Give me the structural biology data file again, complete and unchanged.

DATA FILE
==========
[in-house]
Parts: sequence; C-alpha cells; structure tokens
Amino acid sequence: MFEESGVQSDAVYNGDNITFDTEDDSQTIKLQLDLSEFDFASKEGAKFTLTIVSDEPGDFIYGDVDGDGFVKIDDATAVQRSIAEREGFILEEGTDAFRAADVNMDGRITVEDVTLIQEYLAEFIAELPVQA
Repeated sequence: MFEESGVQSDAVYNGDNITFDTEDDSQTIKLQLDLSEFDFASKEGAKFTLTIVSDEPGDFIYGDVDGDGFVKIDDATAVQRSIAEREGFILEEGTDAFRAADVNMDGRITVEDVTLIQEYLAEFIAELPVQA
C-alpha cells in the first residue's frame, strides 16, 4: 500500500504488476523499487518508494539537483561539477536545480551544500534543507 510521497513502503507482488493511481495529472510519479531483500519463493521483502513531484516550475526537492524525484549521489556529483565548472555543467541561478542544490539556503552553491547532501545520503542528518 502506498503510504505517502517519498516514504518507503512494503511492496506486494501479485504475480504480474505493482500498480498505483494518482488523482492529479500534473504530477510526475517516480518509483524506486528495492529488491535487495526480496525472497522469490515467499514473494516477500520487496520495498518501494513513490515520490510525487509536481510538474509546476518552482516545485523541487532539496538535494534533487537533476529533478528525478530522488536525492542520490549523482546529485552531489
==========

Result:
[in-house]
Parts: sequence; C-alpha cells; structure tokens
Amino acid sequence: MFEESGVQSDAVYNGDNITFDTEDDSQTIKLQLDLSEFDFASKEGAKFTLTIVSDEPGDFIYGDVDGDGFVKIDDATAVQRSIAEREGFILEEGTDAFRAADVNMDGRITVEDVTLIQEYLAEFIAELPVQA
Repeated sequence: MFEESGVQSDAVYNGDNITFDTEDDSQTIKLQLDLSEFDFASKEGAKFTLTIVSDEPGDFIYGDVDGDGFVKIDDATAVQRSIAEREGFILEEGTDAFRAADVNMDGRITVEDVTLIQEYLAEFIAELPVQA
C-alpha cells in the first residue's frame, strides 16, 4: 500500500504488476523499487518508494539537483561539477536545480551544500534543507 510521497513502503507482488493511481495529472510519479531483500519463493521483502513531484516550475526537492524525484549521489556529483565548472555543467541561478542544490539556503552553491547532501545520503542528518 502506498503510504505517502517519498516514504518507503512494503511492496506486494501479485504475480504480474505493482500498480498505483494518482488523482492529479500534473504530477510526475517516480518509483524506486528495492529488491535487495526480496525472497522469490515467499514473494516477500520487496520495498518501494513513490515520490510525487509536481510538474509546476518552482516545485523541487532539496538535494534533487537533476529533478528525478530522488536525492542520490549523482546529485552531489